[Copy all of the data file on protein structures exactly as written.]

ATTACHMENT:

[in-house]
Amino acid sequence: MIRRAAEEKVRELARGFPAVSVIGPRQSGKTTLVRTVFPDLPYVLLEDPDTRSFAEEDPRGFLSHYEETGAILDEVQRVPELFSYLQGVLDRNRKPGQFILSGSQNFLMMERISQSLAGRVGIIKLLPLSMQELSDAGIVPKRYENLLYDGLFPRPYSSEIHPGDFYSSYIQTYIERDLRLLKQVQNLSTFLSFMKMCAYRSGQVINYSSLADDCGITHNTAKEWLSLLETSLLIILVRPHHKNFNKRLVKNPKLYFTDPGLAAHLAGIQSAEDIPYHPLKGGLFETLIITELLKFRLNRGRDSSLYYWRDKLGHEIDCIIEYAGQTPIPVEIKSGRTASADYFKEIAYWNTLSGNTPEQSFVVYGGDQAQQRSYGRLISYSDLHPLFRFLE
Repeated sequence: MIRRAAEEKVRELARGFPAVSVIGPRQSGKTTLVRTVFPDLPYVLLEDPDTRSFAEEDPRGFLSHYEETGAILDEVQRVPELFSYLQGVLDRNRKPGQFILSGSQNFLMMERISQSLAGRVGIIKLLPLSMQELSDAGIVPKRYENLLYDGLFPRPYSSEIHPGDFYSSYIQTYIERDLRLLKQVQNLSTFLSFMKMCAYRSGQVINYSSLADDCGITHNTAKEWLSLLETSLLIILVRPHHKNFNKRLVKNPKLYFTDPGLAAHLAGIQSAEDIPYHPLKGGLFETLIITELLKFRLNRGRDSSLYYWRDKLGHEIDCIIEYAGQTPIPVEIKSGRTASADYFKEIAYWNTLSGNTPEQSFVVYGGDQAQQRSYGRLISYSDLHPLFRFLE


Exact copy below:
[in-house]
Amino acid sequence: MIRRAAEEKVRELARGFPAVSVIGPRQSGKTTLVRTVFPDLPYVLLEDPDTRSFAEEDPRGFLSHYEETGAILDEVQRVPELFSYLQGVLDRNRKPGQFILSGSQNFLMMERISQSLAGRVGIIKLLPLSMQELSDAGIVPKRYENLLYDGLFPRPYSSEIHPGDFYSSYIQTYIERDLRLLKQVQNLSTFLSFMKMCAYRSGQVINYSSLADDCGITHNTAKEWLSLLETSLLIILVRPHHKNFNKRLVKNPKLYFTDPGLAAHLAGIQSAEDIPYHPLKGGLFETLIITELLKFRLNRGRDSSLYYWRDKLGHEIDCIIEYAGQTPIPVEIKSGRTASADYFKEIAYWNTLSGNTPEQSFVVYGGDQAQQRSYGRLISYSDLHPLFRFLE
Repeated sequence: MIRRAAEEKVRELARGFPAVSVIGPRQSGKTTLVRTVFPDLPYVLLEDPDTRSFAEEDPRGFLSHYEETGAILDEVQRVPELFSYLQGVLDRNRKPGQFILSGSQNFLMMERISQSLAGRVGIIKLLPLSMQELSDAGIVPKRYENLLYDGLFPRPYSSEIHPGDFYSSYIQTYIERDLRLLKQVQNLSTFLSFMKMCAYRSGQVINYSSLADDCGITHNTAKEWLSLLETSLLIILVRPHHKNFNKRLVKNPKLYFTDPGLAAHLAGIQSAEDIPYHPLKGGLFETLIITELLKFRLNRGRDSSLYYWRDKLGHEIDCIIEYAGQTPIPVEIKSGRTASADYFKEIAYWNTLSGNTPEQSFVVYGGDQAQQRSYGRLISYSDLHPLFRFLE